Absent from this record is an opinion by the trial judge in denial of plaintiff's motion for new trial, as then required by Court Rule No 47, § 3 (1945). We note, in passing, that this Court values the assistance frequently received from such opinions and undoubtedly would have benefited from the views of the learned trial judge in this case. We also note that our new court rules, GCR 1963, 527.7, likewise require a concise statement by the trial judge of his reasons for granting or denying motions for new trial and, as well, for granting or denying motions for amendment of judgment and for judgment notwithstanding the verdict.

Affirmed. Costs to defendant.


CARR, C.J., and DETHMERS, J., concurred in result.

Summaries of

Frederick v. City of Detroit

Supreme Court of Michigan
Jun 6, 1963
370 Mich. 425 (Mich. 1963)

concluding that a carrier owes its passengers “the duty to exercise such diligence as would be exercised in the circumstances by a reasonably prudent carrier”

Summary of this case from Nunez v. Prof'l Transit Mgmt. of Tucson, Inc.

In Frederick v. City of Detroit, 370 Mich. 425, we stated that defendant in operating its buses is a common motor carrier of passengers and subject to the rules of law applicable to such carriers.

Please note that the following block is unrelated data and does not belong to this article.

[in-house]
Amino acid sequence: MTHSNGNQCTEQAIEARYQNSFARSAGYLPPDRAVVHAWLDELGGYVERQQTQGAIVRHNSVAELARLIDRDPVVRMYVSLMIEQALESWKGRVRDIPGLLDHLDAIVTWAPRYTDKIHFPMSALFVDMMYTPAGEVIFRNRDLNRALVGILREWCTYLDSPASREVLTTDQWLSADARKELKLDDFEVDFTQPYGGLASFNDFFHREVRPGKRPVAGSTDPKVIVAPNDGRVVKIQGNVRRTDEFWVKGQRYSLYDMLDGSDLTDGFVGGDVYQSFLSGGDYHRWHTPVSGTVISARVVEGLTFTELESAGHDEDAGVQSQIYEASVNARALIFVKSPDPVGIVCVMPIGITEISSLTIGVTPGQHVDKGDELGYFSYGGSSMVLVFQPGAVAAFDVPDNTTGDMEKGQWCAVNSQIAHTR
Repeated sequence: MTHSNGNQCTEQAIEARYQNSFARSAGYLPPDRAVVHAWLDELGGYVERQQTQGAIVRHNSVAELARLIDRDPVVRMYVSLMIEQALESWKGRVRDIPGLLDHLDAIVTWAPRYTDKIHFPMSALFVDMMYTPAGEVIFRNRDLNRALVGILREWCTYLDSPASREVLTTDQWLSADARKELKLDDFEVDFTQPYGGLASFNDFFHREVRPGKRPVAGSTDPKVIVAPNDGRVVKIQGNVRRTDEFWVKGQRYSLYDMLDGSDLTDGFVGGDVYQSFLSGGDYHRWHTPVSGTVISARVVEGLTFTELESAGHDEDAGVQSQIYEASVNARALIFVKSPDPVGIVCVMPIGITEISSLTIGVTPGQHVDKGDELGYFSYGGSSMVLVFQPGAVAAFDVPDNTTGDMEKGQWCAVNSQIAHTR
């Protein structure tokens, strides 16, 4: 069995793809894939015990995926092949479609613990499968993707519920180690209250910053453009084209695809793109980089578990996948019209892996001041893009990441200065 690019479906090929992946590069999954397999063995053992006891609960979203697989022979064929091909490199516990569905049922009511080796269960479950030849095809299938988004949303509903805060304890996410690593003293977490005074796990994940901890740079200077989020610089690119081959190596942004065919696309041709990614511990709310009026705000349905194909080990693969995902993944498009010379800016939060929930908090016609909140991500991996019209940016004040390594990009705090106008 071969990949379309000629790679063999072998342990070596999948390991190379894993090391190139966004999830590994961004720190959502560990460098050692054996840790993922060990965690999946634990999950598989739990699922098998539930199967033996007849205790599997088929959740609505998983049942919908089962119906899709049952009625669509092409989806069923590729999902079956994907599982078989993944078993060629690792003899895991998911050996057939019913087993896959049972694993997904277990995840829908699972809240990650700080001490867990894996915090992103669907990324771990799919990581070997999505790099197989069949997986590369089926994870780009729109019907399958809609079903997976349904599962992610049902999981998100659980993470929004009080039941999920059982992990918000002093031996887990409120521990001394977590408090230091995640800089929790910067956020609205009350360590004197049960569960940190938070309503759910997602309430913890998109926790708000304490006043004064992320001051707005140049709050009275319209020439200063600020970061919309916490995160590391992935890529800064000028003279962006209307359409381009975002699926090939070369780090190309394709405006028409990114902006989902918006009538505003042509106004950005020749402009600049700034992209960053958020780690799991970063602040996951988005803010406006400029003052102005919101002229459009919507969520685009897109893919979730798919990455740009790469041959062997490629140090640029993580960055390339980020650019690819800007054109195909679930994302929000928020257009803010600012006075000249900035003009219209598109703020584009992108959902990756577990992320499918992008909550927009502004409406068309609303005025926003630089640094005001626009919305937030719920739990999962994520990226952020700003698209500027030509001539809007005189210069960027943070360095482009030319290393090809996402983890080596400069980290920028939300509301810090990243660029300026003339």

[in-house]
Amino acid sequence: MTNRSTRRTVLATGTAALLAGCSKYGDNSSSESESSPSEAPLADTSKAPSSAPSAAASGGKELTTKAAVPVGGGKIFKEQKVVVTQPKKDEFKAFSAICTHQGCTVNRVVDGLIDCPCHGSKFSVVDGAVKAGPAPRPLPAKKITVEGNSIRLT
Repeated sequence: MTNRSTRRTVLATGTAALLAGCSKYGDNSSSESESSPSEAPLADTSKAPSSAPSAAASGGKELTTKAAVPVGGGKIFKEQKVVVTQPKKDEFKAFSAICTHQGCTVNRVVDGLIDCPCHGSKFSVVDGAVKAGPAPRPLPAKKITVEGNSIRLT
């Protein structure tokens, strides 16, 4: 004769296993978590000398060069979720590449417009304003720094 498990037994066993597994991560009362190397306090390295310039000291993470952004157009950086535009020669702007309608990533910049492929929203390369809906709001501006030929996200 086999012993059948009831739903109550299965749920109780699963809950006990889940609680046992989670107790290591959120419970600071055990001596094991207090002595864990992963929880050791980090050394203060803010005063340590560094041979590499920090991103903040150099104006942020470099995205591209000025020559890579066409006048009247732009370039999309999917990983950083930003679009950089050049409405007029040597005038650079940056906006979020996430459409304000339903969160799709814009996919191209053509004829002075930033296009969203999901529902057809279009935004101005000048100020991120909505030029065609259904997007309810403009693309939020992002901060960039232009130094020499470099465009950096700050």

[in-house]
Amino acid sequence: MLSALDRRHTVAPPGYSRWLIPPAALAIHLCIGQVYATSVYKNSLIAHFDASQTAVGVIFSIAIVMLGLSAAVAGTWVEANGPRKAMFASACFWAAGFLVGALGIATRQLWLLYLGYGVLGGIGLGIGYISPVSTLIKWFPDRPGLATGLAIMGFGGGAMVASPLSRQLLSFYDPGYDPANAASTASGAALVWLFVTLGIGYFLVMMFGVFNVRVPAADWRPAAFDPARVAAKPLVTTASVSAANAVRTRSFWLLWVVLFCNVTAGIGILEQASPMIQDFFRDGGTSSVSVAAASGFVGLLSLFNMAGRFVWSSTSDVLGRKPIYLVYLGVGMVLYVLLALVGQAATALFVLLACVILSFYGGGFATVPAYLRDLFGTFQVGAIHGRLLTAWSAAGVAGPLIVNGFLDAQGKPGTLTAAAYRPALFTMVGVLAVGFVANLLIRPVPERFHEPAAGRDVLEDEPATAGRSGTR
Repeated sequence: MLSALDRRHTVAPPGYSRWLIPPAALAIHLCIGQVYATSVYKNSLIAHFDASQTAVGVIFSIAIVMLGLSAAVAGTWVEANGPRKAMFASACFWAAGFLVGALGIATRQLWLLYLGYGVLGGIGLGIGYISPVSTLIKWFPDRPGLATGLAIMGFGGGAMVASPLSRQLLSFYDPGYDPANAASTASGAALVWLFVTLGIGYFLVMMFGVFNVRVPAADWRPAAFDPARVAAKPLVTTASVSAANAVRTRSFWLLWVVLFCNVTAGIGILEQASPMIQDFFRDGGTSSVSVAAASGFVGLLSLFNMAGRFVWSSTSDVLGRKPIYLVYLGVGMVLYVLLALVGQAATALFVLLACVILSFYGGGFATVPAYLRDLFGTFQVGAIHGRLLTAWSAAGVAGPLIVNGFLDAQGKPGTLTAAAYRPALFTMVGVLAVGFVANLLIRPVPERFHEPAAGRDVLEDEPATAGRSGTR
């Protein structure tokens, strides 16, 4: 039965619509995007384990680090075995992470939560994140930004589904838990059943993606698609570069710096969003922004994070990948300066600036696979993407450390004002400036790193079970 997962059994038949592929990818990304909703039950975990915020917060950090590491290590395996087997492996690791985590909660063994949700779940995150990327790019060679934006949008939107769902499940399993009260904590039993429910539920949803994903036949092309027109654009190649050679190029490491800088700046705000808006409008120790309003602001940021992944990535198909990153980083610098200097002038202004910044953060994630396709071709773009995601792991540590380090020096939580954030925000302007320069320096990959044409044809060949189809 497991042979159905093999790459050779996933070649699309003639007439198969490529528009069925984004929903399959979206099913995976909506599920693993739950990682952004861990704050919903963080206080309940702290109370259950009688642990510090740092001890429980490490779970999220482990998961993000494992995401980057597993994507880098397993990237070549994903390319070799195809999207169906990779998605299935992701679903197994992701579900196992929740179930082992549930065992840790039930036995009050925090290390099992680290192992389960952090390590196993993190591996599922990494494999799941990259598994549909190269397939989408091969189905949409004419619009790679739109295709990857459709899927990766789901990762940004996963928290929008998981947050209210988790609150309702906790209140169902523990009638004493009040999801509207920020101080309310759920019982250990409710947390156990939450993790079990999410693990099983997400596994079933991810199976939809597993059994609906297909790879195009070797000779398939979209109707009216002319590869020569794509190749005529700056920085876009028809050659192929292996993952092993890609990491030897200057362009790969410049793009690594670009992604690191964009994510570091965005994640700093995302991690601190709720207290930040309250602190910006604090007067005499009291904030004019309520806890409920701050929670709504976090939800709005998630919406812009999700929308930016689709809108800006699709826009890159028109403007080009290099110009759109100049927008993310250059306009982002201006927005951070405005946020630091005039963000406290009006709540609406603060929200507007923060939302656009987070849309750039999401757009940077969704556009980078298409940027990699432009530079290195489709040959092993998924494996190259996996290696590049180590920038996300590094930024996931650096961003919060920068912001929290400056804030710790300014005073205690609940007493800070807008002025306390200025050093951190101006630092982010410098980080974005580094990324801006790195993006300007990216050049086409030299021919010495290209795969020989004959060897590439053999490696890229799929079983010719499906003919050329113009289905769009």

Summary of this case from Northville Coach Line v. Detroit

In Frederick v. City of Detroit, 370 Mich. 425, we held it would have been error to charge the jury that the defendant in a negligence case owed the plaintiff a "high degree of care".

Summary of this case from Felgner v. Anderson

In Frederick v Detroit, 370 Mich. 425; 121 N.W.2d 918 (1963), the plaintiff sued after sustaining injuries in a fall while alighting from a bus.

Summary of this case from Walker v. Consumers Power Co.
Case details for

Frederick v. City of Detroit

Case Details


Court:Supreme Court of Michigan

Date published: Jun 6, 1963


370 Mich. 425 (Mich. 1963)
121 N.W.2d 918